600 MHz T-Mobile not listed to be offered in any of the larger cities in the State of Oklahoma. Disappointed.

  • Cam Fas

    Fingers crossed that Las Vegas gets it in time for the next iPhone. I don’t care about 5g but I do care about 4×4 mimo 256QAM and band 71 that’s the only thing exciting for the next model.

  • James Smith

    Sorry, their indoor and rural coverage is still terrible. Until they start focusing on coverage instead of winning speedtest awards for marketing purposes they will never be taken seriously.

    • Matt

      Improving coverage is why they are rolling out 600mhz.

      • James Smith

        Once again, yeah, they said that about 700 and it made almost zero difference in the markets that they have deployed it in. I am not holding my breath about 600.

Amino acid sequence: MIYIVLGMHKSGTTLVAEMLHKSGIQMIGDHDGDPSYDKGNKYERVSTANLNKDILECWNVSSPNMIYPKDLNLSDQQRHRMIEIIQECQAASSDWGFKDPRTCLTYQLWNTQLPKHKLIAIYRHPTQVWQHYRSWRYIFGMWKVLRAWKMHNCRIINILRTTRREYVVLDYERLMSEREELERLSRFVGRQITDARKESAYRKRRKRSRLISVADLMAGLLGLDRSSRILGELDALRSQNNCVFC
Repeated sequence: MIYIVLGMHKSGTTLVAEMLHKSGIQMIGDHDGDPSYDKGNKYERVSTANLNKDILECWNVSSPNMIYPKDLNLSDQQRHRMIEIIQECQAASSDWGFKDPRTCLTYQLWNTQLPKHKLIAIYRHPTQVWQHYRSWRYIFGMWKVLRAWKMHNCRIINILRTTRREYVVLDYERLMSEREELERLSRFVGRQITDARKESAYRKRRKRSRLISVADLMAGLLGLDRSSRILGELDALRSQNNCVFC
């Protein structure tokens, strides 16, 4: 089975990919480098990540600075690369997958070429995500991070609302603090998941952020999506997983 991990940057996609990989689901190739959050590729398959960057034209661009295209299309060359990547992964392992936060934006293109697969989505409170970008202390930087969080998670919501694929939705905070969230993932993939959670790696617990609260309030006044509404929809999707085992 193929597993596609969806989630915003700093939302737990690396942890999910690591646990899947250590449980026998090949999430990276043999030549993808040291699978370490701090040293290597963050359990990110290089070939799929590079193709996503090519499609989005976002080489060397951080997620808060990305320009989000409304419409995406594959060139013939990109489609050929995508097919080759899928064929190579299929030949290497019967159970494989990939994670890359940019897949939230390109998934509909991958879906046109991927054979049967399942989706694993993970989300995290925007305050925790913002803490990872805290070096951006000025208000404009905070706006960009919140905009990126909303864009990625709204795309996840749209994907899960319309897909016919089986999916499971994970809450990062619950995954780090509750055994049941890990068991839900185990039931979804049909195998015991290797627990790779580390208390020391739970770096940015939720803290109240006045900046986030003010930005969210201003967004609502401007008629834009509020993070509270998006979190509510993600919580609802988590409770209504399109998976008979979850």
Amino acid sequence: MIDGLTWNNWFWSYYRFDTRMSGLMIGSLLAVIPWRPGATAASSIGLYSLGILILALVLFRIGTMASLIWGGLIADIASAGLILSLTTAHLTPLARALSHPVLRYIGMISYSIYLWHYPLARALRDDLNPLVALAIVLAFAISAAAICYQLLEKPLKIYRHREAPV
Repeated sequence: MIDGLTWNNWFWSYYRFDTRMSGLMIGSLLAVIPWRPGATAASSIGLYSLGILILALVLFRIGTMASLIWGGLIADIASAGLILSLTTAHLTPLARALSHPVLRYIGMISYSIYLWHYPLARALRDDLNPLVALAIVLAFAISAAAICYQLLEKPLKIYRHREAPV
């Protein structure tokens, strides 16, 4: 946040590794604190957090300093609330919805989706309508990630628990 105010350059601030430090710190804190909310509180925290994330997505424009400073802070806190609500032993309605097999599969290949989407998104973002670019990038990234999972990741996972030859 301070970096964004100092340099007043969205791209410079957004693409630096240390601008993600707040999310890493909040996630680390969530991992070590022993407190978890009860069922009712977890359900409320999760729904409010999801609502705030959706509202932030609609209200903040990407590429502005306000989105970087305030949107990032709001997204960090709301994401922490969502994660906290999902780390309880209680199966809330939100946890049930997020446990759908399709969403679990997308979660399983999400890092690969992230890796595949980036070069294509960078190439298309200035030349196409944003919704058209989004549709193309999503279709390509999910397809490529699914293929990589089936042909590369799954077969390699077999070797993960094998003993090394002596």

• Jason

          So you’re either lying or you dont have a 600/700 phone. In my area Ive seen major improvements. You have a 6 month post history on Disqus. You have no comments on anything other than in essence ‘T-Mobile sucks’. You have no posts on other sites, no posts about any other subject. Whos paying you? ;-) Im going to wait for a response before I really expose you. P.S. You’re now being watched, so dont expect the next 6 months to go like the last 6 months ;-)

        • James Smith

          Obviously Verizon is paying me. /s

          T-Mobile fanboys are great.

        • Jason